As I said, 2016 was a weird year. In April 2016, I was on short bus ride on my way to my local underground station (on my way to work), and I took a fall on the bus. I smashed my head on the bus window. Despite lots of seats being available when I got on, I decided to stand, as I’m only normally on that bus for 2-3 minutes before I need to get off. I was standing towards the front of the bus, leaning back against the area for luggage and larger items, and I wasn’t holding on.
At some point, the driver slammed on the break, and I went stumbling all the way to the front. I stumbled and stumbled for what felt like a minute (of course it wasn’t, but the whole thing felt like it was in slow motion!) I just couldn’t stop.
Well eventually the windscreen stopped me.
The driver looked at me in disbelief, and I felt like a small school child. Deadly embarrassed, I told him I was ok and that I was going to sit down. Trying to avoid eye contact with people, I went to sit down and started assuring a couple of ladies who were looking at me that I was ok.
“You’re not ok”, they said, “You’re bleeding!”
I looked down and there was blood in my handbag, on my book, on my coat… everywhere! “Where is it coming from?! I can’t feel anything!” – huge embarrassment is what I felt. And the ladies started covering me in tissues…
Well, to cut a long story short, I didn’t make it to the underground station. And I didn’t make it to work either. At the bus stop, the driver stopped the bus and got everyone off – and yes, I was the ‘person taken ill on a bus’, the popular one you want on your commute to work. Not! And of course the embarrassment didn’t stop as the driver had to call an ambulance and the police.
(One day let’s talk superpowers – I’ll pick Invisibility, please!)
So after another hour or so dying of embarrassment while giving a report to my husband, the paramedics and the police, I was in my local hospital’s A&E department getting my left eyebrow glued back together. The feeling-like-a-small-school-child phenomenon continued as a nurse started telling my husband to keep an eye on me for signs of head trauma for at least 48 hours, talking to him as if I wasn’t even in the room.
But why did I really smash my head on the bus window?
Because I was on my own little planet.
I wasn’t there.
My mind was miles away trying to finish buying something I needed for the boys and that I had ran out of. How could I have run out? I’m normally on the ball. Why am I dropping the ball?
As I was walking to the bus stop, I was planning on sorting this all out on the bus, and so I did. I bought what I needed, felt the bus breaking, put my phone away and reached for the pole.
It was too late.
I missed it.
My hand tried to grab the pole and grabbed some thin air instead.
Because of course I had to finish buying whatever I was buying, and then put my phone away before trying to hold on. Of course that was more important. That was the priority – not actually being aware of what was going on around me. Not watching out for my own safety?!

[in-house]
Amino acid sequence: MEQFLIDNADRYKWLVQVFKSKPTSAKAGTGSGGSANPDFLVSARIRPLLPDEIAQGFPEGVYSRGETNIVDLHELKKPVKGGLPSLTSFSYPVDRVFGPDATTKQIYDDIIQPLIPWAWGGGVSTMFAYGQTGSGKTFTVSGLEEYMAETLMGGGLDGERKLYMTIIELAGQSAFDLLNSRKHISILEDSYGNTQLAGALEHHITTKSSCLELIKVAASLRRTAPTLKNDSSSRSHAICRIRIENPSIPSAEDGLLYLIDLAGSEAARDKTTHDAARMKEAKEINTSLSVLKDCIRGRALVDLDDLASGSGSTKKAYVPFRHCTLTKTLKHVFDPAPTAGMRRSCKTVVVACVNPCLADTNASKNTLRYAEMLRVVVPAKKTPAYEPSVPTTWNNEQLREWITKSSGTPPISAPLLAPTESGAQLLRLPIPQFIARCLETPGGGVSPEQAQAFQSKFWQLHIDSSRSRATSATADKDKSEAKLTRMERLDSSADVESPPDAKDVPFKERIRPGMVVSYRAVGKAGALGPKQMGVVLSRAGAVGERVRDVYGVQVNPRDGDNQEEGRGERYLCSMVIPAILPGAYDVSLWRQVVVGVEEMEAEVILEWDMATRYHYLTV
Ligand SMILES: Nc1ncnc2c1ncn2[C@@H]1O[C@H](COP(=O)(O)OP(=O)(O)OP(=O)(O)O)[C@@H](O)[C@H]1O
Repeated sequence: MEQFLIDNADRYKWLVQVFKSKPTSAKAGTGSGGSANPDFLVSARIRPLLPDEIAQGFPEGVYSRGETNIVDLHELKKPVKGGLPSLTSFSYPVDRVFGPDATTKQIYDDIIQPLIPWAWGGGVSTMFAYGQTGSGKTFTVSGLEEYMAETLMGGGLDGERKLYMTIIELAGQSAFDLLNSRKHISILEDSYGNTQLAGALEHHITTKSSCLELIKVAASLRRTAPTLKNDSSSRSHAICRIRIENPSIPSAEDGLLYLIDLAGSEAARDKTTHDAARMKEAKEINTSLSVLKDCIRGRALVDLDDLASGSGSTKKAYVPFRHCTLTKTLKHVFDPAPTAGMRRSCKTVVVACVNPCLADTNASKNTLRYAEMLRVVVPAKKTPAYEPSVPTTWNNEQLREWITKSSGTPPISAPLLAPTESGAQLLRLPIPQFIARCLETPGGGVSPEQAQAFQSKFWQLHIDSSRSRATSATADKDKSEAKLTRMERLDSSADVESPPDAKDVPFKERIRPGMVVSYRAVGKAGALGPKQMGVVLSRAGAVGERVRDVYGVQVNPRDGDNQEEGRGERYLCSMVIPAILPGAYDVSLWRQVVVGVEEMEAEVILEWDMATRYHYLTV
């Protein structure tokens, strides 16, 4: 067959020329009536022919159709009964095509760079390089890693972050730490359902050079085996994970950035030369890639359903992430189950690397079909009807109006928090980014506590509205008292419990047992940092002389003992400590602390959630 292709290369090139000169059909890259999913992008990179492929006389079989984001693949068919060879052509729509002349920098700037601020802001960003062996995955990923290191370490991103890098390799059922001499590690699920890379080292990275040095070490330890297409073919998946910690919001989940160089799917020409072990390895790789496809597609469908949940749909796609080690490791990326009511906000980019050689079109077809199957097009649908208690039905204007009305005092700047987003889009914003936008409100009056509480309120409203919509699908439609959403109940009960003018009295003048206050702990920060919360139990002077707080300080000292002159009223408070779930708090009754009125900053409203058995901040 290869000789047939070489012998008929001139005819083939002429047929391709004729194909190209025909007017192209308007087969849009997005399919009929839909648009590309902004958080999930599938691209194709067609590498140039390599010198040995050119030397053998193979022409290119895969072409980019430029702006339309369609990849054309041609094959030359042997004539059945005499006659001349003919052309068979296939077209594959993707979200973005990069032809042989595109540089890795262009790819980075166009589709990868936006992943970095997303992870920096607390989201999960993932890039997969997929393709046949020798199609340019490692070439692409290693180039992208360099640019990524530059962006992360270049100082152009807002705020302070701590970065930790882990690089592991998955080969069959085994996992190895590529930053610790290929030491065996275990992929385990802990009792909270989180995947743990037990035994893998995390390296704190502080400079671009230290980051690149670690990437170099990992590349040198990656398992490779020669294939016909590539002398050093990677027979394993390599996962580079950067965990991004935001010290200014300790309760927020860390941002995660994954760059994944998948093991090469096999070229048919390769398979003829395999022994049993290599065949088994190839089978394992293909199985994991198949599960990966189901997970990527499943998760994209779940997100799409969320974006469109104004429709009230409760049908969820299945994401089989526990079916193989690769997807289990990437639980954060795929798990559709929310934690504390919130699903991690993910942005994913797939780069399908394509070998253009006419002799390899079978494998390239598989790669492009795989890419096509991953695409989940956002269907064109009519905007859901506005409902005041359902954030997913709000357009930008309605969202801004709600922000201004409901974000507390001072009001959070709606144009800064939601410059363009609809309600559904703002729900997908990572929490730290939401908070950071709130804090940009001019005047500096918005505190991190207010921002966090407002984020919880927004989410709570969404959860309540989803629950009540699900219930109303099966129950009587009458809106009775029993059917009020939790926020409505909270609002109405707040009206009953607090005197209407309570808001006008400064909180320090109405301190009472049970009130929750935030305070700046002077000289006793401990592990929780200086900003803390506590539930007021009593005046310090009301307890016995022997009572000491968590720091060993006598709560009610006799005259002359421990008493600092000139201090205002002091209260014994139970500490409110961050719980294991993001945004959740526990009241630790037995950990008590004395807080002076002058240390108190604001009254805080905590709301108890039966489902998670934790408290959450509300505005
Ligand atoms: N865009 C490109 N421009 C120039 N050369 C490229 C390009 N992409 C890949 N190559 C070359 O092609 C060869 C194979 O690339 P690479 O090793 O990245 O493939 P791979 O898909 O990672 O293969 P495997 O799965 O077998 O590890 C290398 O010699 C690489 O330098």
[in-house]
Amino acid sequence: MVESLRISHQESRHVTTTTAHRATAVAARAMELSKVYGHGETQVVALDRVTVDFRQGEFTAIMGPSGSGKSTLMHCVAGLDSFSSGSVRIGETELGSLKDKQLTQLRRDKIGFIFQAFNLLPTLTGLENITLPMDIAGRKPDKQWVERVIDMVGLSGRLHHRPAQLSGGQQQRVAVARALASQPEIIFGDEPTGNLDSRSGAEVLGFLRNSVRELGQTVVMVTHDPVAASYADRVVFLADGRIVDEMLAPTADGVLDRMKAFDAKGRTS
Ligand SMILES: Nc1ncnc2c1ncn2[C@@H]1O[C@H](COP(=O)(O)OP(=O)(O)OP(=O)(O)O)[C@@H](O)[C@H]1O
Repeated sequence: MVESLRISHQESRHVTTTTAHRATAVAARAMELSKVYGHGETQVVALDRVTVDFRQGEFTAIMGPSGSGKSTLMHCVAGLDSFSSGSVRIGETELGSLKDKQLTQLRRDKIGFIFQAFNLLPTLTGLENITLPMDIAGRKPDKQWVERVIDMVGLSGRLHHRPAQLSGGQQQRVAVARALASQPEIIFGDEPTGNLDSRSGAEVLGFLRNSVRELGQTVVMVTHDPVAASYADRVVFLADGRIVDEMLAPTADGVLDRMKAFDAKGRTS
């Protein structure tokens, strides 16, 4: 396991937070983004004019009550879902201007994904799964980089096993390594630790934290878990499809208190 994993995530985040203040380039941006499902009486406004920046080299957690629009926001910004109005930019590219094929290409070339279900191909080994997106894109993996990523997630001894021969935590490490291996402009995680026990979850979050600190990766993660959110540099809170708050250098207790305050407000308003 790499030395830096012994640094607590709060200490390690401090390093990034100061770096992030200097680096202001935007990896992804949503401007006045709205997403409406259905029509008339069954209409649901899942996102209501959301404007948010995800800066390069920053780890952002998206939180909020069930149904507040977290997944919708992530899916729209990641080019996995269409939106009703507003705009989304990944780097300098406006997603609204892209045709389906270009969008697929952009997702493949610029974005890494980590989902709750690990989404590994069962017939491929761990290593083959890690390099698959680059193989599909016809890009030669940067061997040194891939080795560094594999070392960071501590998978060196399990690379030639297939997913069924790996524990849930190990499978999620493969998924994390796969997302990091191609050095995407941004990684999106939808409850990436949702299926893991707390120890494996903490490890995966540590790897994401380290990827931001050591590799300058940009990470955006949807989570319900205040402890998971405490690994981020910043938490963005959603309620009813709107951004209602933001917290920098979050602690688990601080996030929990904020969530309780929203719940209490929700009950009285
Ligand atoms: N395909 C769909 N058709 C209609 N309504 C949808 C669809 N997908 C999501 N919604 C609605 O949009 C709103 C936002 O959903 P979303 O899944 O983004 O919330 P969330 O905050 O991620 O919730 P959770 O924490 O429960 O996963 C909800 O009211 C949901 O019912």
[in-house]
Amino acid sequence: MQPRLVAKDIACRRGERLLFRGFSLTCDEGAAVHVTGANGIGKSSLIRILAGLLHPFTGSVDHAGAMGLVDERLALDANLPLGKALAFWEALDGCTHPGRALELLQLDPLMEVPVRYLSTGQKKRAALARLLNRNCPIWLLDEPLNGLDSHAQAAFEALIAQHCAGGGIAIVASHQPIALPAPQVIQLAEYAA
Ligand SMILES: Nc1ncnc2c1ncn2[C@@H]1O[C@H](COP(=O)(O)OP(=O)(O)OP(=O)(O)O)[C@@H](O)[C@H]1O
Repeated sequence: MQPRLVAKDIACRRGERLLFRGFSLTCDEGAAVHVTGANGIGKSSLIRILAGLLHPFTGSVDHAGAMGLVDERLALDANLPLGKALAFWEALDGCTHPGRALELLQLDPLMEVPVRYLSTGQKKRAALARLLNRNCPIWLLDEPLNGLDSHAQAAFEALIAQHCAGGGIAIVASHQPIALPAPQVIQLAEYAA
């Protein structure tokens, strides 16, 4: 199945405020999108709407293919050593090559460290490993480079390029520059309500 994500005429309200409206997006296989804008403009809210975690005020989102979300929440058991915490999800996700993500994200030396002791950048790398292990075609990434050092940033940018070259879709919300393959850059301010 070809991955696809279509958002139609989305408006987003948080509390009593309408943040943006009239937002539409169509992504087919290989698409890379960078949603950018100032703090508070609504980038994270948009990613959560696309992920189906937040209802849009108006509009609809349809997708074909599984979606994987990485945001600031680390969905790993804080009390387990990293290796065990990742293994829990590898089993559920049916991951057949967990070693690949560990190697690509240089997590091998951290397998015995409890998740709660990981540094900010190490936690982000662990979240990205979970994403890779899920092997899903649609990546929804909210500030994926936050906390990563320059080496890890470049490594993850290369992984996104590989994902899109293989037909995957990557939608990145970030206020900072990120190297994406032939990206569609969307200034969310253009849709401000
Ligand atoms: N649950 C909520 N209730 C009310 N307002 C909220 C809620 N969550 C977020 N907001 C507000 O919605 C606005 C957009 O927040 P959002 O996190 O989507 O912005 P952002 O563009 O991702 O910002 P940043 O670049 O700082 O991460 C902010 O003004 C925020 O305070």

“Thank God the boys weren’t with you when it happened”, they said.
Thankfully, I’m normally a bit more switched on when I’m with the boys. It’s when I’m on my own that I seem to live on another planet. One of to-do lists and priorities which don’t really make any sense to anyone else!
“You should sue them”, they said.
Yes, yes, of course I should, because the minute the bus company starts reviewing the CCTV recording and sees me on my phone, not paying any attention to what’s going on around me, I’m going to have to die of embarrassment all over again, aren’t I? How about we try and retain that little shred of dignity we have left?
Did I learn anything then?
Yes, I realised how much of my life these days is run on my phone. It feels like there is SO much going on in my life and the lives of our children that I feel the need to use any spare moment I have to cross something out of my to-do list. I’m always multitasking. I’m always doing something else.
And I’m missing out on things.
I’m not paying attention.
I’m not really here.
And it’s not even safe!
Smashing my head on the bus window was a real wake up call. Call it a head injury, but it made me realise it was time for a change.
Something had to give.
There was (is) too much going in my life, and I knew then that I couldn’t keep up with it. Not at that pace. Not safely. And not if I don’t start looking after myself a bit more.
And after that episode, I decided that something had to give before something worse happened, and I set some things in motion (like coming to the decision to leave my part-time job to spend more time with my boys), but I didn’t quite get there fast enough.
And something worse did happen. In September of that year, I broke my leg.
But that’s a story for another day.
PS: you’ll be happy to know that I didn’t experience any head trauma in the end, and my left eyebrow fully recovered. The scar is fading and is strategically hidden under my eyebrow, so you can’t even see it. The tenderness has now fully disappeared, and the bus driver is all smiles when he sees me (yes, I know it’s because he’s happy I didn’t sue him).